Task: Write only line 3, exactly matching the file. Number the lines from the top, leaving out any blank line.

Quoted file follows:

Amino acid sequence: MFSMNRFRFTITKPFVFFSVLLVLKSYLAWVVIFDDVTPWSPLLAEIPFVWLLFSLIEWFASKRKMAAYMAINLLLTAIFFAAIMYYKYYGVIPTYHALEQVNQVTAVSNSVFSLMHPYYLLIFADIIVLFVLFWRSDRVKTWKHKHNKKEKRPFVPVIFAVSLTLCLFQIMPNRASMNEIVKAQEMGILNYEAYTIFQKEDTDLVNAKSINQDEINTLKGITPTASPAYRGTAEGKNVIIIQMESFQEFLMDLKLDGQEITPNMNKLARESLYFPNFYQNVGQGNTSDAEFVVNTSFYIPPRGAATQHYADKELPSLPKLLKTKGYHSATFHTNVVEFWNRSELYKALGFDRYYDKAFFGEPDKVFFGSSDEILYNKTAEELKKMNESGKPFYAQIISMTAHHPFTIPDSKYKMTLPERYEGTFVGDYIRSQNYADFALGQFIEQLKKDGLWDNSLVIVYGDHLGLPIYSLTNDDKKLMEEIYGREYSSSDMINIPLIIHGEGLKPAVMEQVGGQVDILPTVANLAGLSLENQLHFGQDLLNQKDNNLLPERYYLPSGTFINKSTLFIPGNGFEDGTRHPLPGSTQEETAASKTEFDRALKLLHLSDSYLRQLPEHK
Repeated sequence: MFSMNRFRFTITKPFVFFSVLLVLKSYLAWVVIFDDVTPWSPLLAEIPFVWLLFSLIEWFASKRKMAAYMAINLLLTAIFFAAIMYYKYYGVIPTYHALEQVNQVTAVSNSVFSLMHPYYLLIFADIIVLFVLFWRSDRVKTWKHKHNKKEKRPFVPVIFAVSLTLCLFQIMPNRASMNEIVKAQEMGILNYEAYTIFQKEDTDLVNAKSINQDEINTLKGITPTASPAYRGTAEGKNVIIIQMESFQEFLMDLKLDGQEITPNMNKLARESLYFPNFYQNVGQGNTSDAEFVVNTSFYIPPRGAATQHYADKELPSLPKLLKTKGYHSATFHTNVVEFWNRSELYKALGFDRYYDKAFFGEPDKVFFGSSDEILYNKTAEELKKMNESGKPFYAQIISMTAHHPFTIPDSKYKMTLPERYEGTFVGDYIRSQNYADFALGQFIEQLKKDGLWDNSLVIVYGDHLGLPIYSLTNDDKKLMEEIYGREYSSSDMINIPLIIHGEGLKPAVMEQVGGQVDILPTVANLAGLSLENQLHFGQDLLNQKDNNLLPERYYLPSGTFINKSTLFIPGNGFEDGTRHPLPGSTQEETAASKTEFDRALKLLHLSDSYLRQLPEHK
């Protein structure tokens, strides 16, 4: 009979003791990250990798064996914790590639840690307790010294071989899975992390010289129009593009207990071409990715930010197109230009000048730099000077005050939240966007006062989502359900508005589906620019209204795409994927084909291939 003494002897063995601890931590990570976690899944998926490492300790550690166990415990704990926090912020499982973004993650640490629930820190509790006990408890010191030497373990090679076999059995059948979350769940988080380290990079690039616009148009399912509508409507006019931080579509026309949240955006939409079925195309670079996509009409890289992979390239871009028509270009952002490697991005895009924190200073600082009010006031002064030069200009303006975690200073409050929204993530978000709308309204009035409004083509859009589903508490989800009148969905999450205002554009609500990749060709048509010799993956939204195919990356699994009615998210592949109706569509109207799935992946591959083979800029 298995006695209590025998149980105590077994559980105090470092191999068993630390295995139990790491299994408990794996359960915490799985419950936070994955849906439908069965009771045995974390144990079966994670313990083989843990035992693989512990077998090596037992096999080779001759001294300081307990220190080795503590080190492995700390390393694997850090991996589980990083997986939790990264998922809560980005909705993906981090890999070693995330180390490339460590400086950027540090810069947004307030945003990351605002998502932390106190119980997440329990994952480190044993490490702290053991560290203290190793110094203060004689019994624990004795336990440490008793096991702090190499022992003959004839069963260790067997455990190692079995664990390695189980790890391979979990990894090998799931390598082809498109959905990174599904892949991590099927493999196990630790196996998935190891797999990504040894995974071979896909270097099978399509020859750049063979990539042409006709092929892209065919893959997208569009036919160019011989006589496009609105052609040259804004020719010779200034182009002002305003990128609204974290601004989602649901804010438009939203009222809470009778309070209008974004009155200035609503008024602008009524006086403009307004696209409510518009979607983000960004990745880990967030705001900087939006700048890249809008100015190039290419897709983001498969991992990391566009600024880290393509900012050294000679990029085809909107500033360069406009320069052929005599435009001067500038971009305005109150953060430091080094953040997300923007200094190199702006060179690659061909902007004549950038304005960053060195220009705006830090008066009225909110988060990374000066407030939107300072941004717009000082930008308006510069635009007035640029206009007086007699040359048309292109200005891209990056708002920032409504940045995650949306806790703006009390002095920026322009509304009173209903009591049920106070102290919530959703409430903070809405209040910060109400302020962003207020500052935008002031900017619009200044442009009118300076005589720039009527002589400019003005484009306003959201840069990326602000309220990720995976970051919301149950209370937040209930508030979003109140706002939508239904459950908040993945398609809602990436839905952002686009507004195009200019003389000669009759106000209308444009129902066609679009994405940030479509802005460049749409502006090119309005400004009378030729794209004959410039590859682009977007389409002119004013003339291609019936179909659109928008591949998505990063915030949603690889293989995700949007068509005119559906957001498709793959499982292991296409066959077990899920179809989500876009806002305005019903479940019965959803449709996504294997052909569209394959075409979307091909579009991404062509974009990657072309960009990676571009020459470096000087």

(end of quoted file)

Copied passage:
């Protein structure tokens, strides 16, 4: 009979003791990250990798064996914790590639840690307790010294071989899975992390010289129009593009207990071409990715930010197109230009000048730099000077005050939240966007006062989502359900508005589906620019209204795409994927084909291939 003494002897063995601890931590990570976690899944998926490492300790550690166990415990704990926090912020499982973004993650640490629930820190509790006990408890010191030497373990090679076999059995059948979350769940988080380290990079690039616009148009399912509508409507006019931080579509026309949240955006939409079925195309670079996509009409890289992979390239871009028509270009952002490697991005895009924190200073600082009010006031002064030069200009303006975690200073409050929204993530978000709308309204009035409004083509859009589903508490989800009148969905999450205002554009609500990749060709048509010799993956939204195919990356699994009615998210592949109706569509109207799935992946591959083979800029 298995006695209590025998149980105590077994559980105090470092191999068993630390295995139990790491299994408990794996359960915490799985419950936070994955849906439908069965009771045995974390144990079966994670313990083989843990035992693989512990077998090596037992096999080779001759001294300081307990220190080795503590080190492995700390390393694997850090991996589980990083997986939790990264998922809560980005909705993906981090890999070693995330180390490339460590400086950027540090810069947004307030945003990351605002998502932390106190119980997440329990994952480190044993490490702290053991560290203290190793110094203060004689019994624990004795336990440490008793096991702090190499022992003959004839069963260790067997455990190692079995664990390695189980790890391979979990990894090998799931390598082809498109959905990174599904892949991590099927493999196990630790196996998935190891797999990504040894995974071979896909270097099978399509020859750049063979990539042409006709092929892209065919893959997208569009036919160019011989006589496009609105052609040259804004020719010779200034182009002002305003990128609204974290601004989602649901804010438009939203009222809470009778309070209008974004009155200035609503008024602008009524006086403009307004696209409510518009979607983000960004990745880990967030705001900087939006700048890249809008100015190039290419897709983001498969991992990391566009600024880290393509900012050294000679990029085809909107500033360069406009320069052929005599435009001067500038971009305005109150953060430091080094953040997300923007200094190199702006060179690659061909902007004549950038304005960053060195220009705006830090008066009225909110988060990374000066407030939107300072941004717009000082930008308006510069635009007035640029206009007086007699040359048309292109200005891209990056708002920032409504940045995650949306806790703006009390002095920026322009509304009173209903009591049920106070102290919530959703409430903070809405209040910060109400302020962003207020500052935008002031900017619009200044442009009118300076005589720039009527002589400019003005484009306003959201840069990326602000309220990720995976970051919301149950209370937040209930508030979003109140706002939508239904459950908040993945398609809602990436839905952002686009507004195009200019003389000669009759106000209308444009129902066609679009994405940030479509802005460049749409502006090119309005400004009378030729794209004959410039590859682009977007389409002119004013003339291609019936179909659109928008591949998505990063915030949603690889293989995700949007068509005119559906957001498709793959499982292991296409066959077990899920179809989500876009806002305005019903479940019965959803449709996504294997052909569209394959075409979307091909579009991404062509974009990657072309960009990676571009020459470096000087």